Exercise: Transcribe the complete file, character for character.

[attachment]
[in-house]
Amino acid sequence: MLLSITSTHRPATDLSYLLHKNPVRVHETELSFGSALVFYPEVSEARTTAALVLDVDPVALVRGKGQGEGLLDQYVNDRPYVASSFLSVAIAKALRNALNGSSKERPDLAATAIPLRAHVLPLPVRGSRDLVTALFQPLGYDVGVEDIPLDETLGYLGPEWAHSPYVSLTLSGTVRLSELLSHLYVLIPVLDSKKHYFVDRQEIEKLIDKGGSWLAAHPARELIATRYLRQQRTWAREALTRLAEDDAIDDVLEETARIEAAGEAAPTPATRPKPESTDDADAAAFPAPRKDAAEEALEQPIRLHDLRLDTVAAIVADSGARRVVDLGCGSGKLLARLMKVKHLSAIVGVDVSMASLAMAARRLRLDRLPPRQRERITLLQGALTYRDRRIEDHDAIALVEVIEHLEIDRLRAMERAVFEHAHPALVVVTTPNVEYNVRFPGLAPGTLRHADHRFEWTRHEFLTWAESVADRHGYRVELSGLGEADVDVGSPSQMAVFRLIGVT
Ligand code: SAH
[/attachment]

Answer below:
[in-house]
Amino acid sequence: MLLSITSTHRPATDLSYLLHKNPVRVHETELSFGSALVFYPEVSEARTTAALVLDVDPVALVRGKGQGEGLLDQYVNDRPYVASSFLSVAIAKALRNALNGSSKERPDLAATAIPLRAHVLPLPVRGSRDLVTALFQPLGYDVGVEDIPLDETLGYLGPEWAHSPYVSLTLSGTVRLSELLSHLYVLIPVLDSKKHYFVDRQEIEKLIDKGGSWLAAHPARELIATRYLRQQRTWAREALTRLAEDDAIDDVLEETARIEAAGEAAPTPATRPKPESTDDADAAAFPAPRKDAAEEALEQPIRLHDLRLDTVAAIVADSGARRVVDLGCGSGKLLARLMKVKHLSAIVGVDVSMASLAMAARRLRLDRLPPRQRERITLLQGALTYRDRRIEDHDAIALVEVIEHLEIDRLRAMERAVFEHAHPALVVVTTPNVEYNVRFPGLAPGTLRHADHRFEWTRHEFLTWAESVADRHGYRVELSGLGEADVDVGSPSQMAVFRLIGVT
Ligand code: SAH